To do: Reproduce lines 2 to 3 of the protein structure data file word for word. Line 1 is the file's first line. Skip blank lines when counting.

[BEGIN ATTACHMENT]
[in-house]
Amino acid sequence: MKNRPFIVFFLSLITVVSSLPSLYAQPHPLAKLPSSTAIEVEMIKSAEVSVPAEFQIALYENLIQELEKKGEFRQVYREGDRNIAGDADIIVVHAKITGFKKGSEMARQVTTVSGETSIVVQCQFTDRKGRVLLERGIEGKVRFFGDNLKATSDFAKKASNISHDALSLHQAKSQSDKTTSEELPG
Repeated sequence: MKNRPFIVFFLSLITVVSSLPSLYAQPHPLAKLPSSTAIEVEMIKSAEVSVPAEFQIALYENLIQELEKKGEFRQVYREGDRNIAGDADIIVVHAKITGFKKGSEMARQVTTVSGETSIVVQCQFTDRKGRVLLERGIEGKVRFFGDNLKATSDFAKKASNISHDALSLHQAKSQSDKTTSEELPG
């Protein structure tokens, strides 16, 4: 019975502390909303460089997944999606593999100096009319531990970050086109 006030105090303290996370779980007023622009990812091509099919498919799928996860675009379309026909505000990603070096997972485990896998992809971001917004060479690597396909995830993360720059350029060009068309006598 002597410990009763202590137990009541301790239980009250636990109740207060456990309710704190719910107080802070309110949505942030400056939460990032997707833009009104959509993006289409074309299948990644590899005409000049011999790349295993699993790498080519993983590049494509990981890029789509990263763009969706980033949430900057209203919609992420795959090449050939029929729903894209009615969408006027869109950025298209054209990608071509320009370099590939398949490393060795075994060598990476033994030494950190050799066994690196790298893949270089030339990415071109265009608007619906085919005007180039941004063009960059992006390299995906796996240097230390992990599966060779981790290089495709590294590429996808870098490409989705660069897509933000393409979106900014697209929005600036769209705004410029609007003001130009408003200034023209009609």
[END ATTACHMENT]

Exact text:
Amino acid sequence: MKNRPFIVFFLSLITVVSSLPSLYAQPHPLAKLPSSTAIEVEMIKSAEVSVPAEFQIALYENLIQELEKKGEFRQVYREGDRNIAGDADIIVVHAKITGFKKGSEMARQVTTVSGETSIVVQCQFTDRKGRVLLERGIEGKVRFFGDNLKATSDFAKKASNISHDALSLHQAKSQSDKTTSEELPG
Repeated sequence: MKNRPFIVFFLSLITVVSSLPSLYAQPHPLAKLPSSTAIEVEMIKSAEVSVPAEFQIALYENLIQELEKKGEFRQVYREGDRNIAGDADIIVVHAKITGFKKGSEMARQVTTVSGETSIVVQCQFTDRKGRVLLERGIEGKVRFFGDNLKATSDFAKKASNISHDALSLHQAKSQSDKTTSEELPG